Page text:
Miracle of Triathlon/Running

Lastly, we all get something different from our sport.  Some athletes aim for weight loss, some a certain level of fitness and still others yearn for the thrill of competition.  We all benefit in some way as we're slowly exiting the weekend race site, numbers still marking our arms and legs, finishers medal round our necks.

But one of my med school chums shared the letter below (slightly modified to protect the identity of the author) and you'll see gratitude for the sport in a way that you might not have imagined.

Dear Doctor _____

      I am hoping I have contacted the same physician who had patients at Glenside SNF 2004.   I was a CNA there during Hurricane Ivan in September 2004.  I was working a night shift when I asked you about liver tests because I had overdosed February ’04.  You might not remember me but I will never forget you or lose my gratitude for your advice.  It was obvious I was depressed at the time.  I know I told you I was self-injuring and my friends I was staying with hid their knives.  You said I needed friends like that.  Your advice was to go running; it would help me put color back in my world.  I took your advice and began walk-running.
 September 2006, so two years later, I ran my first marathon and had been out of depression for some time.  A few weeks ago, my husband and fifteen month daughter old and I went to Chicago for me to run my first ultra-marathon, a 50K.  I have also run 9 marathons and feel so much better.  I earned my masters in Speech Pathology ’07 and work on Saturdays in a rehab hospital and during the week I stay home with my little girl.  I know our interaction was very brief but running has saved my life and I thank you for listening and your wisdom.

God bless, Alice ___________

So tomorrow when your run or swim is a little more challenging than you'd planned remember this letter. Remember this woman, and think about the positive influences you as a triathlete have on the lives of those around you, especially the children.  You put color back in peoples lives!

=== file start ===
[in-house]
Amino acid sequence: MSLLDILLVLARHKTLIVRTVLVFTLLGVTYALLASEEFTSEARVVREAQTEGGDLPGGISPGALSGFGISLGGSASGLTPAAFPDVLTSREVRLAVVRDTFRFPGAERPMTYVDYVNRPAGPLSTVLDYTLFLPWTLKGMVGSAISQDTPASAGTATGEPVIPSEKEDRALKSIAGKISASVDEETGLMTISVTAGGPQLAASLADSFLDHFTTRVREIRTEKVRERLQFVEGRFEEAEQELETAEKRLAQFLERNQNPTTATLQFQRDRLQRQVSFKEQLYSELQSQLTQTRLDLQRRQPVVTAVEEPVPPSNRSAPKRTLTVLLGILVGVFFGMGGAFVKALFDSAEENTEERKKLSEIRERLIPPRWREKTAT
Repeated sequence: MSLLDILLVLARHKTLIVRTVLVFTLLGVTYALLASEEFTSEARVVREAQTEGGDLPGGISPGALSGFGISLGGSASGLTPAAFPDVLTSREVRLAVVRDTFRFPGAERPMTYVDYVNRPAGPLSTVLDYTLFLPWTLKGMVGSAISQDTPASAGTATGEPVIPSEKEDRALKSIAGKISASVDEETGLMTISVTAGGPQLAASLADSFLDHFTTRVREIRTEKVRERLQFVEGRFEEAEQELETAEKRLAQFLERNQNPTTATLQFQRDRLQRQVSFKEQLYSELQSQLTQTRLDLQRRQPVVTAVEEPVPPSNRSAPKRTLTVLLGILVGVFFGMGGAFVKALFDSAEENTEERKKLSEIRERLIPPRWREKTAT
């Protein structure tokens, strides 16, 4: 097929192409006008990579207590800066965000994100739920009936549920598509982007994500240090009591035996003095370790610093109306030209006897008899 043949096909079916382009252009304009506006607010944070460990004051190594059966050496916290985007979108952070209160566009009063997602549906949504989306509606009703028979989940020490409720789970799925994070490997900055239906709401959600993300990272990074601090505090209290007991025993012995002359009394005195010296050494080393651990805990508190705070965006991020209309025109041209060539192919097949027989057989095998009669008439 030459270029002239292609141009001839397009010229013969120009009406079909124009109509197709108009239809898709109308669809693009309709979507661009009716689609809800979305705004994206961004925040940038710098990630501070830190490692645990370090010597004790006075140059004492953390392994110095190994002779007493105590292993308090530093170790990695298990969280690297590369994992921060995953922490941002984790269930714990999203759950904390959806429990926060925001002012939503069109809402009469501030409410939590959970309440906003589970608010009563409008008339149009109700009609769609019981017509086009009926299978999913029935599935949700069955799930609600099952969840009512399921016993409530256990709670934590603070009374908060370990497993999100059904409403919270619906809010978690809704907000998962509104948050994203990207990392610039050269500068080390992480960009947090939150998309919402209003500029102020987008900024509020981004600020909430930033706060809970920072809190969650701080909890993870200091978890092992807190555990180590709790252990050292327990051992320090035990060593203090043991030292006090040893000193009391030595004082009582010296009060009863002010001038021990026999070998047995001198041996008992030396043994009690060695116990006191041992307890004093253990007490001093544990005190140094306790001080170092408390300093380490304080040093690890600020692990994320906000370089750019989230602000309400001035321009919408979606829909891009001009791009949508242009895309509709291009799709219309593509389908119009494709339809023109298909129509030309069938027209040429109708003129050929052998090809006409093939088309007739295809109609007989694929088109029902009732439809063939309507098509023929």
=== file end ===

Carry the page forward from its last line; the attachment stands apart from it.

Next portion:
Image 1, Google Images

Thursday, March 13, 2014

Surgery, Even Athletes Have Operations

Surgery, What If I Need It?

American Tim O'Donnell causes a stir on Alii Drive in Kona
“You’re going to need to have that fixed.”

 “And then the surgeon walked out of the room.” If you’ve never had surgery, being told that the next step in your care involves a trip to the operating room can be a tad upsetting. What’s going to happen to me? How long will it take to get over it? Can I pay for it? Are you sure there isn’t another way to get better?  Hey, I forgot, I’m a triathlete, I can get through anything!  I’d better check with the Dodger and Freaky Fred on the Triathletes Forum for a second opinion.  (So many athletes rely on opinions they get from anonymous sources on line.  In short, don't!)

These and a 1000 other questions run through the mind of the new patient as he/she’s been told, for example, that their shoulder will continue to dislocate while swimming unless something is done surgically to prevent it.  Although it seems difficult, maintaining control of your healthcare is important and having some idea of what questions need to be answered is essential!

Be prepared to discuss the nitty gritty details like agreeing on a date for the operation, where and what time it will take place, pre-op diet, what to wear, pre-op blood or lab work that might be needed, and all the little details that are so important to the patient. In our office this discussion often includes a video about the procedure that helps put the patient at ease. At this stage you’ll be asked to sign the first of several permits giving your consent for surgery.  In our exceptionally litigious society, this is the first document that you’ll see explaining the basic nature of what will happen to you and the basic risks that you will be taking. You’re giving the surgeon permission to do the operation understanding that positive results, while implied and hoped for, are not guaranteed. If you have any doubts, want a second or even third opinion, now’s the time to express that concern! You’re the one having the operation and you need to feel confident about your decision.  It doesn’t bother the surgeon at all if you say you need to delay the procedure to ask around.  In fact some docs actually encourage this. However, there are some operations that get better results when done early, (not delayed.) In my mind as a surgeon, it’s the informed patient who helps me achieve the best results.  We’re a team.

 You’ll also probably talk with your insurance company.  Sometimes you can be surprised  when you learn that the terrific office health insurance policy isn’t so terrific after all.  If things don’t seem right, ask questions.  If it looks like there may be a significant financial burden placed on you, ask about all your options.  Sometimes a monthly payment schedule can be set up for your portion.  And, if it looks like this is an amount out of proportion to what you can afford, don’t be bashful about asking the surgeon to do it for less.  You’d be amazed, particularly in a private office, at how many times the answer to that question turns out to be yes.